Rating: 3/5

Reuters TV

imageThis is a new app on the market I’m still trying to get used to. Reuters claim to have created it for people who have switched out from watching live broadcast news for whatever reason. It’s a very simple app to use from one of the world’s most reliable and oldest news agencies. Essentially, you tell the app how much time you have to consume the essential news stories of the day – 5 minutes or 10, 15, 20 up to 30. The shorter time you allow and the app will deliver the top stories in video format on to your screen as a playlist of that time length. You can either just hit the play button and the app will play through all the stories in sequence of if you are more picky, you can choose from the playlist just those stories you are interested in. The longer you allow for your news the more diverse the news stories Reuters will provide. Over time based on monitoring your behaviour in the news stories you choose to view or avoid, the app will start to deliver more content it thinks you like. Noteworthy features are the ability to watch your content offline, connect to the global Reuters live feeds to consume news as it happens and upgrade to an ad-free version. The app is free to download and use, though there is a charge for the upgrade to the ad-free version. I’ve not been using this app long enough to give it anything other than a rating straight down the middle, though I suspect that might move upwards in time. Very pleasing on the eye.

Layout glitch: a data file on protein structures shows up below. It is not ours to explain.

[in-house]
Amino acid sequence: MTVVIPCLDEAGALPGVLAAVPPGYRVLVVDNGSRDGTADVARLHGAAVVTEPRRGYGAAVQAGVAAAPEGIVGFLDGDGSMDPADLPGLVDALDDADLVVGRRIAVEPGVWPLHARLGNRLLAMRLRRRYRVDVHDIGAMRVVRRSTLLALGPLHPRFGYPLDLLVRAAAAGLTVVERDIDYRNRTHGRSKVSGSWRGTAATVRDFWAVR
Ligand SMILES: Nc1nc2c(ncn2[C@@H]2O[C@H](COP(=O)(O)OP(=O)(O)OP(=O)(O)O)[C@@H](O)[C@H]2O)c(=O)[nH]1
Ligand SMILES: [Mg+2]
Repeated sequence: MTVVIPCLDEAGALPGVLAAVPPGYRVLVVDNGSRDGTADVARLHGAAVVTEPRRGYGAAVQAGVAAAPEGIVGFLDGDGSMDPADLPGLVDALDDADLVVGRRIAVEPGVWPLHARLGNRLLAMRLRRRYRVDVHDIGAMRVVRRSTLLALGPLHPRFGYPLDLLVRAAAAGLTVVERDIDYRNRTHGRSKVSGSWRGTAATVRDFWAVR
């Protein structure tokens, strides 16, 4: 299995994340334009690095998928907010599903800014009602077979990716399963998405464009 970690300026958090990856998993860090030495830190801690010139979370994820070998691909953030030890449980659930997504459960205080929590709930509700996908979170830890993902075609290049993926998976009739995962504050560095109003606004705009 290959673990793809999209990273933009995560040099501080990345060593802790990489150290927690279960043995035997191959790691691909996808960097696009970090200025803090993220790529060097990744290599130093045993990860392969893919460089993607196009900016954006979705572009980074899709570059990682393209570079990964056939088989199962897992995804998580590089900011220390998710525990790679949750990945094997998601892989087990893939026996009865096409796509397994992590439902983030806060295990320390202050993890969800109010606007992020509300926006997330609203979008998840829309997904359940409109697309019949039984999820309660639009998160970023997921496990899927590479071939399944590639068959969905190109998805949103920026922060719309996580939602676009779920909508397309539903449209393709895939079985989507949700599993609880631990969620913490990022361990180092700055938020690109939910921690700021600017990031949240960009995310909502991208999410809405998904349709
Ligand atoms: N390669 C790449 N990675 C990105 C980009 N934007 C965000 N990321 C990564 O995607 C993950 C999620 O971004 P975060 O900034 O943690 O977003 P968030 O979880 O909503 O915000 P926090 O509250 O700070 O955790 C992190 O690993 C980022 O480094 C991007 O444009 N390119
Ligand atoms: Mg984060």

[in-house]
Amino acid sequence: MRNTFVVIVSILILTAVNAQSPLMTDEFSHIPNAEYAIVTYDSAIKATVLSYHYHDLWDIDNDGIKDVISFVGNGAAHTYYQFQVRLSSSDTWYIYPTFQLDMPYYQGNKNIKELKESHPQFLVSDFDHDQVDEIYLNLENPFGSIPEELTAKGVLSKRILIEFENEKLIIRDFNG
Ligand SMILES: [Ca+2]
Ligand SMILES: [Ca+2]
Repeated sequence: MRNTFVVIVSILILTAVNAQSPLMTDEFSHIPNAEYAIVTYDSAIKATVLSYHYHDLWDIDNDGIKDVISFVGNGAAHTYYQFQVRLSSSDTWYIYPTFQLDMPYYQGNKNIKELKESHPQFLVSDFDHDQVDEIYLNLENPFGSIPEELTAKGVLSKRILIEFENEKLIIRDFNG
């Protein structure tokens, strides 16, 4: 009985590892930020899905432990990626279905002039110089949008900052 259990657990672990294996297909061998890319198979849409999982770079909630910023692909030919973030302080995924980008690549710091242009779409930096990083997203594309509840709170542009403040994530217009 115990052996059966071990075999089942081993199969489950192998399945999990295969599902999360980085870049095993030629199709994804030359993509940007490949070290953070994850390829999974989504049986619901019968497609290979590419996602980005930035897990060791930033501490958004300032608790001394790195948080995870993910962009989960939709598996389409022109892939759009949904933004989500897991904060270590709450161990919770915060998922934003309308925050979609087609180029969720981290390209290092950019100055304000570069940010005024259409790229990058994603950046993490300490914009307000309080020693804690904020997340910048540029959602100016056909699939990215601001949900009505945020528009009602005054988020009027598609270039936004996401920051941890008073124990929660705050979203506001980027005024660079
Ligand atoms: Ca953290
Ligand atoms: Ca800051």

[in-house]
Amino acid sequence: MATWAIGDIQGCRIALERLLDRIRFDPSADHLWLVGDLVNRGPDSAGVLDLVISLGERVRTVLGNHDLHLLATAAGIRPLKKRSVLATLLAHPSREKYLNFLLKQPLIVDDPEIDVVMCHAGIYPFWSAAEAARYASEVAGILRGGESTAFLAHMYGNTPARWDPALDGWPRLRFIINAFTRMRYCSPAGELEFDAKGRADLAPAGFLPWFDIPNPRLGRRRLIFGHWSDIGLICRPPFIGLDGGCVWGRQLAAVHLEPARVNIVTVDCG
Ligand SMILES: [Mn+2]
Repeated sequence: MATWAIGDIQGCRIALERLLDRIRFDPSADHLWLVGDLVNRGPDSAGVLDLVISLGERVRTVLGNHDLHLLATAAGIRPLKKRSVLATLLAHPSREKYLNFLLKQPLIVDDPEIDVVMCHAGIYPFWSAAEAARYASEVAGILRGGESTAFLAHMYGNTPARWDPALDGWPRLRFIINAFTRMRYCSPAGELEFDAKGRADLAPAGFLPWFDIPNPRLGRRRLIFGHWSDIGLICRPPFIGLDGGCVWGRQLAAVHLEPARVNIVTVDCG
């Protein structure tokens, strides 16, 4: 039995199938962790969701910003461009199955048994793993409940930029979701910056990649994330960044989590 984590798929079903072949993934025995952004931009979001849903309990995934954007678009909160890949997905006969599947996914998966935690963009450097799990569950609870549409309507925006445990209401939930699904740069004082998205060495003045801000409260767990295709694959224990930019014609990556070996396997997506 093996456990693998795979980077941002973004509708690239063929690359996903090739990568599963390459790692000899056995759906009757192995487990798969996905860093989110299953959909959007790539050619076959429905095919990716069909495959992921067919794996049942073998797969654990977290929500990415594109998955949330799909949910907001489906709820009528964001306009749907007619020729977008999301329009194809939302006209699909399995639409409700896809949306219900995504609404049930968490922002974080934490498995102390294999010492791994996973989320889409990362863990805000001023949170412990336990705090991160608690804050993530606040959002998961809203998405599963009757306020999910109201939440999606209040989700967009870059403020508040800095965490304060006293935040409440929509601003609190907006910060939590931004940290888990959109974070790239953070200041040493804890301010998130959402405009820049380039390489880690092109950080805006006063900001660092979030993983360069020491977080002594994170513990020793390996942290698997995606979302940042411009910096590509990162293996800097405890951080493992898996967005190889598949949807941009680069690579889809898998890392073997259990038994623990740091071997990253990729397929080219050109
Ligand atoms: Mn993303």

Rating: 3/5

News 360

imageThis has been around a while and I’ve had it a while and can’t remember now why I took it off my iPad (probably an emergency memory storage issue). Very glad to have it back. It’s free to download and use and once you have it takes seconds to set up by offering you a very wide range of content from Top stories to lifestyle, entertainment, travel and LOADS of niche and specialist subject matter to add to your customised start screen and so the app will only ever serve up the news content you want to see. A sliding home screen will then display your news choices in a pictorial menu by subject matter and you select whatever content you want to read that moment. A really great feature with this one is the facility to link your social media accounts to the app. The app will never post to your social feeds unless you decide you want to share something. You can link with Facebook, Twitter and Google+ (if anyone still uses that) and once you give permission the app will browse through your profile page to see what subject matter you like to post on and then it will offer you content areas taken from what it sees to be your areas of interest for you to add to your News 360 Home Screen. So for me, surprise surprise for all who know me, News 360 offered me Airline news, British Airways, Christianity, gadgets and the Eurovision Song Contest to add to my content choices. Don’t worry, if you spend all your time on social media slagging off that silly cow who lives up the road you can rest assured that cows, tarts or slag heaps will not show as content options for you nor anything of that personal a nature.